Value-based management is deliberately placed before digital transformation in the title to this article. This is because it represents a crucial element of corporate culture when it comes to successfully becoming a company with a digital character. Well before digital transformation, value-based management took shape and manifested itself within the company through the given company’s tradition, management, and practice, and through demonstration and understanding of values over years and generations. It is imperative that this values-based character inherent to a company – particularly one that is family-run – is not watered down or lost entirely in the efforts towards transformation.
For companies, values are like the backbone of a human being. The spine keeps the body upright, and having and showing a strong backbone is a metaphor for courage and self-assertion in life. In the same way, values reflect how the company is perceived in what it does and what it shows outwardly: in the market, by employees, and by customers, stakeholders, and investors. Values and an inherent awareness of values are a huge asset that should be preserved, and this self-understanding needs to be continually cultivated and fostered. It is through these individual values which a company possesses that a corporate culture is formed. One important process is reconciling this guiding principle of one’s own corporate culture with the adaptation to digitalization.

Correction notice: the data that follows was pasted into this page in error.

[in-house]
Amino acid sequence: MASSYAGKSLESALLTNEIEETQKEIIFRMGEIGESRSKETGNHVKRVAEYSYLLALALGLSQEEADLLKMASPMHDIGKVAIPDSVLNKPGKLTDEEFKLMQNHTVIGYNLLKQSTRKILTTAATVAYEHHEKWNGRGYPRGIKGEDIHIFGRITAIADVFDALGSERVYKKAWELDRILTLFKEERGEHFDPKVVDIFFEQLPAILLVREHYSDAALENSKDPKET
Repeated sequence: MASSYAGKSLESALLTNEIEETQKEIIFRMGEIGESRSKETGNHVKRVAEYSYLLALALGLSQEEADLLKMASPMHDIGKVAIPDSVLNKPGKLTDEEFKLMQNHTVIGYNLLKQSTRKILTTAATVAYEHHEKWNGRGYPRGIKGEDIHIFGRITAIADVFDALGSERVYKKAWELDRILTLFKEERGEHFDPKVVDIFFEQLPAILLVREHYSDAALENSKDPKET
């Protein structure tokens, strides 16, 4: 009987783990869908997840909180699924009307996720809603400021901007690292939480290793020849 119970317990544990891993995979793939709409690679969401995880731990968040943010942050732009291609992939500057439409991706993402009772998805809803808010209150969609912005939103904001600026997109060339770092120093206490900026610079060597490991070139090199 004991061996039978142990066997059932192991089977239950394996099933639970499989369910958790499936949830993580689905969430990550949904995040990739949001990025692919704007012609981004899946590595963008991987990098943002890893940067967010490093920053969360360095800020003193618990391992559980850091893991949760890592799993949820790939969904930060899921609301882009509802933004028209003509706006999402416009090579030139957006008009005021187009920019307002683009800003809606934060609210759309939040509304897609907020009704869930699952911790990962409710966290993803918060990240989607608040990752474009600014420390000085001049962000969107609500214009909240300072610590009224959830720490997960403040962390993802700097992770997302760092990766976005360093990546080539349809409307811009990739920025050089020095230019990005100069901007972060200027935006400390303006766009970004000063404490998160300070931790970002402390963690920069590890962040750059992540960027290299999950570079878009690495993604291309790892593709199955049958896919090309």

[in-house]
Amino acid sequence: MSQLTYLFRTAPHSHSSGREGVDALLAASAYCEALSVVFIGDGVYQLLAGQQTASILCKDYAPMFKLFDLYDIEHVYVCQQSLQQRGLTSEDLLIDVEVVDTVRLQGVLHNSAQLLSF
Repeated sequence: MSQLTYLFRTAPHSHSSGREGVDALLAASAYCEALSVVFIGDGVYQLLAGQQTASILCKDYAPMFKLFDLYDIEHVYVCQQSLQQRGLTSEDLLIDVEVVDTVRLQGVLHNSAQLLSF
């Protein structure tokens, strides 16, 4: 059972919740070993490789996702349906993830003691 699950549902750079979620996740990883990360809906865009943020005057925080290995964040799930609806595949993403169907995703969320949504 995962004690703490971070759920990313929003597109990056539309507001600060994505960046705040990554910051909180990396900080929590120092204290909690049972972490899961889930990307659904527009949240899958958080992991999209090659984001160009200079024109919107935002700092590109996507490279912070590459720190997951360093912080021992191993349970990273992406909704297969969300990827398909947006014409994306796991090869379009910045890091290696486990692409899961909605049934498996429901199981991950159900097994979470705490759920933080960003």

Digital transformation spans a huge breadth, both in the minds of the forward-thinkers, in their visions (and their ability to be visionary) at the start of the process, and during the course of the digital stages of growth that are implemented. Digitalization changes what has been – strategically, operationally, and in terms of positioning. Cost-cutting and increasing efficiency through automation and digital features in the company are the standard approach. Digitized products and services represent part of a company’s future viability – standing up to the competition – and its ability to keep pace with change.
Like a flood wave, digital transformation is inundating a huge variety of industries. Today and in the future, this change process will represent a commercial and organizational challenge of existential proportions. In order to ensure a company remains viable in the future, or even simply to develop more turnover through new business models to create and to implement innovative or disruptive businesses. Applying a customer-focused mindset and adapting or redesigning products are core tasks. Conquering new, unfamiliar terrain and rethinking and re-designing the company is what it’s all about for many entrepreneurs.
Managing values with coherence and coexistence: What remains and what is added?